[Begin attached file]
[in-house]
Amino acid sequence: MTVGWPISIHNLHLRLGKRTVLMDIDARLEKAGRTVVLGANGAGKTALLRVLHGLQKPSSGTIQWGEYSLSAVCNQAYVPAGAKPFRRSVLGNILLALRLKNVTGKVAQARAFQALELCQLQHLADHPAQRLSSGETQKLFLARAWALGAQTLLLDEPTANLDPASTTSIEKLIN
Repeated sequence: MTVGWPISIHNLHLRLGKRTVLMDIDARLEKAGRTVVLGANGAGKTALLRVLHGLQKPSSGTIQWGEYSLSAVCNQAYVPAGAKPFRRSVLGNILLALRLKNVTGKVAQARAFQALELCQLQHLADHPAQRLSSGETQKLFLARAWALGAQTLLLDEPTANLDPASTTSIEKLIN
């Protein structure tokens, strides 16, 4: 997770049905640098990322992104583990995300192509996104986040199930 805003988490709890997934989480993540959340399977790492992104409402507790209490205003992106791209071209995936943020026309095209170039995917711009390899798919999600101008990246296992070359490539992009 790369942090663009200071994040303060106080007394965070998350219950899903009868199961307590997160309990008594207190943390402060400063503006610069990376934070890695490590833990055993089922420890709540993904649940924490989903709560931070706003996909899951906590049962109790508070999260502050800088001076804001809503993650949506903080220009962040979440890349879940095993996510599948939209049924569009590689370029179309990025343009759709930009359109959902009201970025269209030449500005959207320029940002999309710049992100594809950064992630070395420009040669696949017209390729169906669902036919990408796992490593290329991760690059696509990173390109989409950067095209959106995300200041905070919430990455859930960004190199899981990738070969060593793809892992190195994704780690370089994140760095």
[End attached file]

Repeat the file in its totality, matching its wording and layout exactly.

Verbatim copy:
[in-house]
Amino acid sequence: MTVGWPISIHNLHLRLGKRTVLMDIDARLEKAGRTVVLGANGAGKTALLRVLHGLQKPSSGTIQWGEYSLSAVCNQAYVPAGAKPFRRSVLGNILLALRLKNVTGKVAQARAFQALELCQLQHLADHPAQRLSSGETQKLFLARAWALGAQTLLLDEPTANLDPASTTSIEKLIN
Repeated sequence: MTVGWPISIHNLHLRLGKRTVLMDIDARLEKAGRTVVLGANGAGKTALLRVLHGLQKPSSGTIQWGEYSLSAVCNQAYVPAGAKPFRRSVLGNILLALRLKNVTGKVAQARAFQALELCQLQHLADHPAQRLSSGETQKLFLARAWALGAQTLLLDEPTANLDPASTTSIEKLIN
């Protein structure tokens, strides 16, 4: 997770049905640098990322992104583990995300192509996104986040199930 805003988490709890997934989480993540959340399977790492992104409402507790209490205003992106791209071209995936943020026309095209170039995917711009390899798919999600101008990246296992070359490539992009 790369942090663009200071994040303060106080007394965070998350219950899903009868199961307590997160309990008594207190943390402060400063503006610069990376934070890695490590833990055993089922420890709540993904649940924490989903709560931070706003996909899951906590049962109790508070999260502050800088001076804001809503993650949506903080220009962040979440890349879940095993996510599948939209049924569009590689370029179309990025343009759709930009359109959902009201970025269209030449500005959207320029940002999309710049992100594809950064992630070395420009040669696949017209390729169906669902036919990408796992490593290329991760690059696509990173390109989409950067095209959106995300200041905070919430990455859930960004190199899981990738070969060593793809892992190195994704780690370089994140760095």